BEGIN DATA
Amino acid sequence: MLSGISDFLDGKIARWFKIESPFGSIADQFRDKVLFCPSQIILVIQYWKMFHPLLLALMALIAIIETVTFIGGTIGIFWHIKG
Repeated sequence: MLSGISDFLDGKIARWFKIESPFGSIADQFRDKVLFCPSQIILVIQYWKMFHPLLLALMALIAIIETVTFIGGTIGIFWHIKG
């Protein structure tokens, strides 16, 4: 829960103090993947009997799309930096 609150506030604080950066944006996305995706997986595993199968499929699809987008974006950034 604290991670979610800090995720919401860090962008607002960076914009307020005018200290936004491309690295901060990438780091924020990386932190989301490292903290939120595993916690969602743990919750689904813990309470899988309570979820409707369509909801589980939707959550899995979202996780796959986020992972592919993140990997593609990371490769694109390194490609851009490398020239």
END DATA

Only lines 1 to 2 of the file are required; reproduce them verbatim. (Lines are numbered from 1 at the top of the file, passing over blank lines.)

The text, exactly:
Amino acid sequence: MLSGISDFLDGKIARWFKIESPFGSIADQFRDKVLFCPSQIILVIQYWKMFHPLLLALMALIAIIETVTFIGGTIGIFWHIKG
Repeated sequence: MLSGISDFLDGKIARWFKIESPFGSIADQFRDKVLFCPSQIILVIQYWKMFHPLLLALMALIAIIETVTFIGGTIGIFWHIKG